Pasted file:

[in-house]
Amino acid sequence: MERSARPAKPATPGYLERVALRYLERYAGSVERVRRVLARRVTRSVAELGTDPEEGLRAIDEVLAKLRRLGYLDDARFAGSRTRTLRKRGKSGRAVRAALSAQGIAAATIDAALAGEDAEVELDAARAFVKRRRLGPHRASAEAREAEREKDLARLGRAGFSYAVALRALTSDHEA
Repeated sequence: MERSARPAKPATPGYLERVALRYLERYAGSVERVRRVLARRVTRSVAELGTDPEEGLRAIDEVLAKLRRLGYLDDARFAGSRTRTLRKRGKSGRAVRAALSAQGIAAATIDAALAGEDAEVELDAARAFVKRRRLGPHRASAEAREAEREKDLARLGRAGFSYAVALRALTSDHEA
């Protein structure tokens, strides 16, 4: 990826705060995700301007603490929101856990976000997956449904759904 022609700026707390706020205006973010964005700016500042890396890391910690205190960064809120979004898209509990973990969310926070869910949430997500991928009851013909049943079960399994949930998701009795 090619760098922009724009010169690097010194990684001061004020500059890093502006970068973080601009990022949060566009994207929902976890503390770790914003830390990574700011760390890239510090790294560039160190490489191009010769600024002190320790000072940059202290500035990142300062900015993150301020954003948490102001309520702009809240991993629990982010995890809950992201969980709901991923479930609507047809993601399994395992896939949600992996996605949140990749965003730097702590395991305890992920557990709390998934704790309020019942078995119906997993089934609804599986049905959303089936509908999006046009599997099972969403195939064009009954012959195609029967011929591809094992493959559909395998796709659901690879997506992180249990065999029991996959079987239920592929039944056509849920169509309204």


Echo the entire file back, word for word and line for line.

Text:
[in-house]
Amino acid sequence: MERSARPAKPATPGYLERVALRYLERYAGSVERVRRVLARRVTRSVAELGTDPEEGLRAIDEVLAKLRRLGYLDDARFAGSRTRTLRKRGKSGRAVRAALSAQGIAAATIDAALAGEDAEVELDAARAFVKRRRLGPHRASAEAREAEREKDLARLGRAGFSYAVALRALTSDHEA
Repeated sequence: MERSARPAKPATPGYLERVALRYLERYAGSVERVRRVLARRVTRSVAELGTDPEEGLRAIDEVLAKLRRLGYLDDARFAGSRTRTLRKRGKSGRAVRAALSAQGIAAATIDAALAGEDAEVELDAARAFVKRRRLGPHRASAEAREAEREKDLARLGRAGFSYAVALRALTSDHEA
């Protein structure tokens, strides 16, 4: 990826705060995700301007603490929101856990976000997956449904759904 022609700026707390706020205006973010964005700016500042890396890391910690205190960064809120979004898209509990973990969310926070869910949430997500991928009851013909049943079960399994949930998701009795 090619760098922009724009010169690097010194990684001061004020500059890093502006970068973080601009990022949060566009994207929902976890503390770790914003830390990574700011760390890239510090790294560039160190490489191009010769600024002190320790000072940059202290500035990142300062900015993150301020954003948490102001309520702009809240991993629990982010995890809950992201969980709901991923479930609507047809993601399994395992896939949600992996996605949140990749965003730097702590395991305890992920557990709390998934704790309020019942078995119906997993089934609804599986049905959303089936509908999006046009599997099972969403195939064009009954012959195609029967011929591809094992493959559909395998796709659901690879997506992180249990065999029991996959079987239920592929039944056509849920169509309204």